We thought we’d start Spruik online, ACAPTA’s new monthly rave on Australian Circus, by harking back to our first ever Spruik! from 2009. Held as part of the Melbourne Festival, Spruik! had the the circus and carnie folk of Melbourne throwing ideas like knives into the stratosphere. Armed only with a microphone and 20 images, artists tackled the politics, the poetry and the passions of life from inside the circus ring. Robin Laurie has been kind enough to let us reproduce her hilarious and still poignant Spruik from that night below. Enjoy!
From ACAPTA’s Inaugural Spruik, Melbourne Festival 2009
[Some images re-worked 2015]
Hello. Welcome. Thank you for coming.
I’m interested in what people mean when they say, “Parliament? It’s a Circus!”
They mean its chaotic, its uncivilised, it’s a disgrace to upright citizens, a blight on the community, not what we expect, an insult, full of liars, embarrassing – full of clowns!!
Are parliamentarians clowns?
Clowns’ job is to mock the pompous, to subvert authority and the normal rule of things, to find the wonder in the world. Clowns lie, but not maliciously; they are cunning and sneaky, shapeshifters. Sometimes even cruel.
Clowns and circus performers are related to the trickster god, Hermes; thieves and messengers from another world. A world that is dirty, dark, with piles of bones in the corner (that may be from a meal, or a fight, or a ritual slaughter), the ashes of a fire where meals might have been cooked and scary tales told, people huddled together in fear of wild beasts and malignant spirits.
Clowns laugh at death while they shit their pants.
The trickster, the circus performer, and the clown are all explorers of forbidden boundary; crossings into other cultures, other classes, the underworld, the imagination, the denied, the hidden.
We are the fabulators, the explorers of the charming, playful lie.
Politicians lie, but solely for their own advantage; to maintain their own power. So they are not real clowns they are just self-seeking liars. Though some are fools – Barnaby Joyce recently visited Christmas Island and said people were very happy and some even had their multi-vitamins with them!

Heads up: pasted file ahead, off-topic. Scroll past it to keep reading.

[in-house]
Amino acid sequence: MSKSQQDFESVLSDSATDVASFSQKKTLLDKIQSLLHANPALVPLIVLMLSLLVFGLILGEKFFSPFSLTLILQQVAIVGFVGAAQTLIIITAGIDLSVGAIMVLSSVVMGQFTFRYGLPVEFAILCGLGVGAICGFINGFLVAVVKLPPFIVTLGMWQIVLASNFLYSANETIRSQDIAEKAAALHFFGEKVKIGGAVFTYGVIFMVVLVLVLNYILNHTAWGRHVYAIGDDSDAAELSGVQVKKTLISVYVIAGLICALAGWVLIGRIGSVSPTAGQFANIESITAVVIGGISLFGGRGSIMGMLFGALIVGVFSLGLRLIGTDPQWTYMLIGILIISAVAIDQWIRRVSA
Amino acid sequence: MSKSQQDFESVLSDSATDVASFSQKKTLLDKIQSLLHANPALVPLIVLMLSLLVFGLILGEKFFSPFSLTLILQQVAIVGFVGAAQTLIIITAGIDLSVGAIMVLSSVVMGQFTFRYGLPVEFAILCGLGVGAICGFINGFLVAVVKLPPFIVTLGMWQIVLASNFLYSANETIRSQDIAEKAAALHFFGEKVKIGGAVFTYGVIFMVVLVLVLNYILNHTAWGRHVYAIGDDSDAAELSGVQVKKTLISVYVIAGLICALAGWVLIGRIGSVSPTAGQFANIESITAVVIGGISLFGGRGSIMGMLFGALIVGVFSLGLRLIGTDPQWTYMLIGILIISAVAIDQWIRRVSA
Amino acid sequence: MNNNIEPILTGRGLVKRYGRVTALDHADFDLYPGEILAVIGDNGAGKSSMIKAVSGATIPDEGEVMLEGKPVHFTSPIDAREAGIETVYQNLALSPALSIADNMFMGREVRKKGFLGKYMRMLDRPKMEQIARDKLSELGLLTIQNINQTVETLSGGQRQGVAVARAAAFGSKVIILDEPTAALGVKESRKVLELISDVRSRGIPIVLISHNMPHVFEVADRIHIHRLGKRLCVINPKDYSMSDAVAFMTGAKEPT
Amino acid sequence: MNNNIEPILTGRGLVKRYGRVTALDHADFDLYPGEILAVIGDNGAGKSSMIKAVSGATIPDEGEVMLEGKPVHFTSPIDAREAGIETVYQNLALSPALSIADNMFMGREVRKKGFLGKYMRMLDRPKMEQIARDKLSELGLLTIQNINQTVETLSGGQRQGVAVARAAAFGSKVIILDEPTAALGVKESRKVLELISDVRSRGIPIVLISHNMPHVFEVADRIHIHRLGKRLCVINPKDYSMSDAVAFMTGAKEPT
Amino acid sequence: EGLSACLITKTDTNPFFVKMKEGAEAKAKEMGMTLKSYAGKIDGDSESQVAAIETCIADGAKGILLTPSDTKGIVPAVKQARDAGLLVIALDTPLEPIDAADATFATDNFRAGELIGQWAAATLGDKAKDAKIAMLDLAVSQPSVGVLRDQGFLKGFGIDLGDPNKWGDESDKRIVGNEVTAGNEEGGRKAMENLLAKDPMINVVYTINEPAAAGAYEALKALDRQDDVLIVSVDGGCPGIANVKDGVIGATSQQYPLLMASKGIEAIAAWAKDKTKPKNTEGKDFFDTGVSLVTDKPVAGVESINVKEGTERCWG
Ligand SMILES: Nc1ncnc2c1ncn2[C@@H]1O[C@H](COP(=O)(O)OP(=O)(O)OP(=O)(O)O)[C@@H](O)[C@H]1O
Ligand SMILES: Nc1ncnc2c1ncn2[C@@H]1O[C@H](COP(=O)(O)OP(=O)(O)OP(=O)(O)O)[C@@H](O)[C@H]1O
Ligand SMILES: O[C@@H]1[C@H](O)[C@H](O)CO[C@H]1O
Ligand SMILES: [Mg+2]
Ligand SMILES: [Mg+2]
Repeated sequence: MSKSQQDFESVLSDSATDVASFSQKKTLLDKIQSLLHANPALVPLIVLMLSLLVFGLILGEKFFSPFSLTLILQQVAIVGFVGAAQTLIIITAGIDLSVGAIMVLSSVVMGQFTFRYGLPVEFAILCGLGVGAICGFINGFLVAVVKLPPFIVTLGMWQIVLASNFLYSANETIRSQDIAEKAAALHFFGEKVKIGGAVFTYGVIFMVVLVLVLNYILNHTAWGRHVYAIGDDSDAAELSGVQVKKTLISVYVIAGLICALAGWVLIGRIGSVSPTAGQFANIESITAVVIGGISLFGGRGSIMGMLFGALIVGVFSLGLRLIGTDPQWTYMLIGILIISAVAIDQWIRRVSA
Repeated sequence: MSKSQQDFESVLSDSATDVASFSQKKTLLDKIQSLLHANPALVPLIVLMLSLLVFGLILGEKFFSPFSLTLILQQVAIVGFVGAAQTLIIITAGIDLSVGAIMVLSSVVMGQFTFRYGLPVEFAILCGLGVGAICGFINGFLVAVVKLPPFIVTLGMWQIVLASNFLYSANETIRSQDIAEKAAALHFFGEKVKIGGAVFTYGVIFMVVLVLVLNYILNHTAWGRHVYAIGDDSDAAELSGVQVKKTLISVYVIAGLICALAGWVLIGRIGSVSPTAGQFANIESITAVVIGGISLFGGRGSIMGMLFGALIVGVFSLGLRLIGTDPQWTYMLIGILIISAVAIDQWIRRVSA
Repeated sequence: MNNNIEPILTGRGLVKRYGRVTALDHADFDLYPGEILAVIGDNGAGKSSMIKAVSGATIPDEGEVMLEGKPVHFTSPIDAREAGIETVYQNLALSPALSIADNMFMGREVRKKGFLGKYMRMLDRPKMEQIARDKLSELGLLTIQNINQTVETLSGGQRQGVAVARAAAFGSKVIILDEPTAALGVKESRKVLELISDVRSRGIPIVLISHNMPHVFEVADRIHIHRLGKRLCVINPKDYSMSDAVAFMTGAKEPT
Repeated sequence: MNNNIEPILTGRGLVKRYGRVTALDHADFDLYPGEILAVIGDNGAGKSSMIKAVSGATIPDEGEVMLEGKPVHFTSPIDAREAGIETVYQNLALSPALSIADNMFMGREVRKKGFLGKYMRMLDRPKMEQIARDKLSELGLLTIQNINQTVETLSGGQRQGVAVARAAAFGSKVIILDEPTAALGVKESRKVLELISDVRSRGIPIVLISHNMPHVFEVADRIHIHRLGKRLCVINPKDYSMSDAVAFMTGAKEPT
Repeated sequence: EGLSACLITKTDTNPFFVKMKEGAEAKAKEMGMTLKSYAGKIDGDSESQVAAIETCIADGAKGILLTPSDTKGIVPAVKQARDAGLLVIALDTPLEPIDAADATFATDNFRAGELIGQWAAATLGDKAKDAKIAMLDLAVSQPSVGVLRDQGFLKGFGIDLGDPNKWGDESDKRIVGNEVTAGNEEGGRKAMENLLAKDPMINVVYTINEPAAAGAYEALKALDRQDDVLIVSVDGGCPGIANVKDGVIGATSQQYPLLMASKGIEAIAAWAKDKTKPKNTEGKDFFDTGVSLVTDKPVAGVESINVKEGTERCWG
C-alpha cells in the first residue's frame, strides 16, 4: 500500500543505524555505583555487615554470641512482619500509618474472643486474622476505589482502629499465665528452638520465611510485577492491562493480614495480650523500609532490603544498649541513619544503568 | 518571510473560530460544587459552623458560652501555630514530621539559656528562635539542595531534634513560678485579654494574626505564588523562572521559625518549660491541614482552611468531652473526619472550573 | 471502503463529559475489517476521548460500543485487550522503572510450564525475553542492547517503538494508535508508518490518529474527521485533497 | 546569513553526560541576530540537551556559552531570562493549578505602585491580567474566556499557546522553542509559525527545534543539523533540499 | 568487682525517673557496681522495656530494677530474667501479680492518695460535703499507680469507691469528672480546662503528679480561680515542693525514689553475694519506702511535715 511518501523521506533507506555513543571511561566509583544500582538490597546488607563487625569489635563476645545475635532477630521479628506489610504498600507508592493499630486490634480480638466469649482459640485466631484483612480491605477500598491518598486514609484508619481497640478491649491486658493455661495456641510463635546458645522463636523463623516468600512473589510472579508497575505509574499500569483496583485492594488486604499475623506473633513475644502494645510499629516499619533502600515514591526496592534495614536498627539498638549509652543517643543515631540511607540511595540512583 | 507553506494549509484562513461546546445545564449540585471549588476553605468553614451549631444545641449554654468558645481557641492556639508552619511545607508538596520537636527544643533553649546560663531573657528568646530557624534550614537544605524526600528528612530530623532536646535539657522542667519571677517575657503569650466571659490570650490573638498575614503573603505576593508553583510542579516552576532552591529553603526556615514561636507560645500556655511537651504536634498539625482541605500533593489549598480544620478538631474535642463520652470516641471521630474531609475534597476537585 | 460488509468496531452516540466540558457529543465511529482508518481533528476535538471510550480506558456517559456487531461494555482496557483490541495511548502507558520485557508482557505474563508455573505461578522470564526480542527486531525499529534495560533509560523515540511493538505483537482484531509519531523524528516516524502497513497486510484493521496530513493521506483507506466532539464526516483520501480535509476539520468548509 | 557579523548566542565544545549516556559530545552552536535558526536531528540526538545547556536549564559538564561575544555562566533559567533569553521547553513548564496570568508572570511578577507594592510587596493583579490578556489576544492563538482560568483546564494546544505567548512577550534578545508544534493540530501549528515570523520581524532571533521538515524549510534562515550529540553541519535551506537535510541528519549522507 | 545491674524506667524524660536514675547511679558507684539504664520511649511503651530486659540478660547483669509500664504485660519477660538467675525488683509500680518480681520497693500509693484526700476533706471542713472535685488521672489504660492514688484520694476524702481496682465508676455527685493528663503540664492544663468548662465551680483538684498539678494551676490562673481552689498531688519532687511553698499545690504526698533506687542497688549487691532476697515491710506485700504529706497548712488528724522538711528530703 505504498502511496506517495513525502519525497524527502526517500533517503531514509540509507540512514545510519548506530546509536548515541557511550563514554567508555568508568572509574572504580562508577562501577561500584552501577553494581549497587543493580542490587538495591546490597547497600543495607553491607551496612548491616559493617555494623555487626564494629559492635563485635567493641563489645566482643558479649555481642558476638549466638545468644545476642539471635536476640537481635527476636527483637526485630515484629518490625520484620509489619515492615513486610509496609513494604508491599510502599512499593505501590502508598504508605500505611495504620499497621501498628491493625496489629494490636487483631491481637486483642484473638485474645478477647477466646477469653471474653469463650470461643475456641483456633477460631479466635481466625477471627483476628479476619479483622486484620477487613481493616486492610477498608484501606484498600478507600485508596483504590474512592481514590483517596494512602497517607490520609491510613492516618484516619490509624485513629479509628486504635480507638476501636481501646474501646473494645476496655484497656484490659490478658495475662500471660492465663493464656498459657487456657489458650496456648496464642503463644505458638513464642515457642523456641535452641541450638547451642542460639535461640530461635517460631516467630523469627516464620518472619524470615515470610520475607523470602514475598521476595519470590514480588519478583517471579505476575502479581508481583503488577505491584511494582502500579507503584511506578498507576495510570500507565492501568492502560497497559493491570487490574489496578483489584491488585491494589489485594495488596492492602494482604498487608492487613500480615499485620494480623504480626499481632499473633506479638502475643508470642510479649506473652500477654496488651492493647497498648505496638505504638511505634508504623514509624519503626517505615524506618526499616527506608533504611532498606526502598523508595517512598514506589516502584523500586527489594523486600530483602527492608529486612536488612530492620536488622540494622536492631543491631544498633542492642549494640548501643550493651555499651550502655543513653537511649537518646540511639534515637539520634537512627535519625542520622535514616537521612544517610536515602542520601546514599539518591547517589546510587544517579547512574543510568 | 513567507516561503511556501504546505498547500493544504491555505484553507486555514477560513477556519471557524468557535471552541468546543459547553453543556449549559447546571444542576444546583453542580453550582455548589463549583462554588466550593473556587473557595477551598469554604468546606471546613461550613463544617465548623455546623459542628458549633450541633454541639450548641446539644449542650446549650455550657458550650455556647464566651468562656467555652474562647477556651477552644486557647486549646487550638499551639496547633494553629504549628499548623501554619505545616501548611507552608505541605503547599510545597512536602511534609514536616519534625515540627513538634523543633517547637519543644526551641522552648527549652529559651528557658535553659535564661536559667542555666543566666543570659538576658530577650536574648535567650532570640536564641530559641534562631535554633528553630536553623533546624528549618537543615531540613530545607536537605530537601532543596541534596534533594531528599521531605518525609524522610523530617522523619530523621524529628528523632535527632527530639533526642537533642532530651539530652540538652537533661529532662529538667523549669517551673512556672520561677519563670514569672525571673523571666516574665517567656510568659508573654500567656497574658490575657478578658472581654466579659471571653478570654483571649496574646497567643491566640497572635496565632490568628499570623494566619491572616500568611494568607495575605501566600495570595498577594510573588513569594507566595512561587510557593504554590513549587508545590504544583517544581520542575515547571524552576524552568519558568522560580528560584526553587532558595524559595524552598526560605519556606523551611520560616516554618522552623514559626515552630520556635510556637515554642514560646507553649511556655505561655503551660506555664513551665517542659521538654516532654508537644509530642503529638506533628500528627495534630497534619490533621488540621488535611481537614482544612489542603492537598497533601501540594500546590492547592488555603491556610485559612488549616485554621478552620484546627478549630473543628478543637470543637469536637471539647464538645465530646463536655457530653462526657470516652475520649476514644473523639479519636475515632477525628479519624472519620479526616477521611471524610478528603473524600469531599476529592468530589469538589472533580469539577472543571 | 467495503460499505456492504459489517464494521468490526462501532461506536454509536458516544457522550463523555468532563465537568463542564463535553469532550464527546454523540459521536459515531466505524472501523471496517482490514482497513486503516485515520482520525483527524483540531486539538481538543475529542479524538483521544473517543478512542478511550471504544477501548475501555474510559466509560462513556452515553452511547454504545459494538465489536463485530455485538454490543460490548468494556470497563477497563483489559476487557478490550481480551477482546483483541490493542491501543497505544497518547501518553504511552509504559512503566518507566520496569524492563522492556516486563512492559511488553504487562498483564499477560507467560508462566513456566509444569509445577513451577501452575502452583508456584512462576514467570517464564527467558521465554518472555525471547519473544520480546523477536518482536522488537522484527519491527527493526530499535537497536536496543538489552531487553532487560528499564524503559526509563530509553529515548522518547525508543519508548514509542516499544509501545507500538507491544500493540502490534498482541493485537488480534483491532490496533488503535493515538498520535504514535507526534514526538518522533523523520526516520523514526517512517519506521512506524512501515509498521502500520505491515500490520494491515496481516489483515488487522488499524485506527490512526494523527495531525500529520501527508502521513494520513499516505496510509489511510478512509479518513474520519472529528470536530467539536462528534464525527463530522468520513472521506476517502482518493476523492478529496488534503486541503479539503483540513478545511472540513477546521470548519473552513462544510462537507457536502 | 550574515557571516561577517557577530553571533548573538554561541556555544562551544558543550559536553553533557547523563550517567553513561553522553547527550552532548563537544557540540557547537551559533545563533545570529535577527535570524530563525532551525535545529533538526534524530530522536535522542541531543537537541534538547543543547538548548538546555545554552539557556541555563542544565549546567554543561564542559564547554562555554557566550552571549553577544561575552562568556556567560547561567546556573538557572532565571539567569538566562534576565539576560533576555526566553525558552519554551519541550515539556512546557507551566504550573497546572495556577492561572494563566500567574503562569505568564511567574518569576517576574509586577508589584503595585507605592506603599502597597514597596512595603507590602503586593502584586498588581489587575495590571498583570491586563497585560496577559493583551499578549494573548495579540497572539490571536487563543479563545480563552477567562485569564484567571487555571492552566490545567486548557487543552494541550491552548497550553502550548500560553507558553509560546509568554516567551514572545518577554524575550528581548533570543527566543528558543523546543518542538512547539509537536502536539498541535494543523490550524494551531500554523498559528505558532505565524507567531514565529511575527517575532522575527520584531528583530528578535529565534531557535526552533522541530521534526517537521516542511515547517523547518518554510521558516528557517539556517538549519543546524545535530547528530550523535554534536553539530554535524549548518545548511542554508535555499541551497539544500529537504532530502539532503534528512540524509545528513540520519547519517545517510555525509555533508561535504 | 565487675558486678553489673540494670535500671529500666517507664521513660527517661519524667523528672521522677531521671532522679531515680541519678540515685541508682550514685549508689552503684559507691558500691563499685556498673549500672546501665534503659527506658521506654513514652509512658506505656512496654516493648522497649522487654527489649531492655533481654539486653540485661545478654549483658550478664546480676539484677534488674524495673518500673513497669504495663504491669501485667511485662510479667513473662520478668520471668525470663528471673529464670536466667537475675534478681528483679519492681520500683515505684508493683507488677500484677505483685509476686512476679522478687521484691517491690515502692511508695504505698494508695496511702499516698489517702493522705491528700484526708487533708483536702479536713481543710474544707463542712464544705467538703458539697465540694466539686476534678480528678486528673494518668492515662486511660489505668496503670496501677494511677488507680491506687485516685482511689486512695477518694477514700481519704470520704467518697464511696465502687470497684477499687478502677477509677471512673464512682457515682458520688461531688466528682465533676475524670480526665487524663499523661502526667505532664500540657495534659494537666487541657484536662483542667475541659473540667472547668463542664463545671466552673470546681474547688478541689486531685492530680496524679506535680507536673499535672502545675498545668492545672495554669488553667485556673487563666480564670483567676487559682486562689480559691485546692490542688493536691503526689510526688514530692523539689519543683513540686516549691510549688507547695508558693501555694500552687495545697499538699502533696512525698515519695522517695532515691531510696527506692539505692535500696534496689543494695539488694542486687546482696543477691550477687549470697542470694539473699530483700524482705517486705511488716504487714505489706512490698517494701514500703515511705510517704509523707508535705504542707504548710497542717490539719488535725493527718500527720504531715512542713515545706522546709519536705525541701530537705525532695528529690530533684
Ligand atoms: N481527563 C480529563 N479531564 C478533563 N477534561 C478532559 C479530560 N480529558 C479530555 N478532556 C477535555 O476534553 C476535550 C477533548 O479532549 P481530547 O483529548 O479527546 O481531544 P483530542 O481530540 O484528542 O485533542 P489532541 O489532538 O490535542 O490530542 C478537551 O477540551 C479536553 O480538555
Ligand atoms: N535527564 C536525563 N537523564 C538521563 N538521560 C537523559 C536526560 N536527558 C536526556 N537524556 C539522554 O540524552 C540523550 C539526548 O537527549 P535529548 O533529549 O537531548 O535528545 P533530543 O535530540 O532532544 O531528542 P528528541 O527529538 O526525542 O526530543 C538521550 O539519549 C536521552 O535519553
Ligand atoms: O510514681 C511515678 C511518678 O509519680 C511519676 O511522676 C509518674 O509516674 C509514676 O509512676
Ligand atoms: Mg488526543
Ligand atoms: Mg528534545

Parliament is unfortunately not a place of wondrous possibility though it can seem to be a place of frightening chaos. Its not a portal to another hugely different world of race or class or sexuality. You can’t even breastfeed your baby!
Nor is it a place of extraordinary human feats and split-second timing. Its more bland and predictable, more like naughty school kids. Nothing is at stake – the speaker sends them out of the room if they are too rude. They stand in the corridor for a while.
So is parliament uncivilised?
Extremely if you think they sign off on arms deals that are used to kill civilians, that the major national trading economies are arms, sex trafficking and drugs, that even at the UN the major export of several permanent members of the Security Council is weapons.
In medieval times someone being executed was paraded through town in a cart while the residents jeered and threw things. Then they were executed, possibly by being hung drawn and quartered. I was reminded of this when that convicted pedophile was harassed, hounded and threatened by mobs recently. He’d done his time, been punished. No politician stood up for him.
When politicians retire they keep their huge pension, no means test, and can still take other jobs on boards of companies, then they lobby their old colleagues for the big polluters.
So politicians are in thrall to lobbyists and make secret deals with the big polluters, the brown coal and the aluminium industries, and the private health and private schools. Meanwhile we mightn’t burn, we mightn’t drown, and our children and grandchildren mightn’t die from the consequences of climate change, but millions of others in poorer countries will.
If politicians are clowns then we should be running the country!
GIFT ECONOMY/ MONEY ECONOMY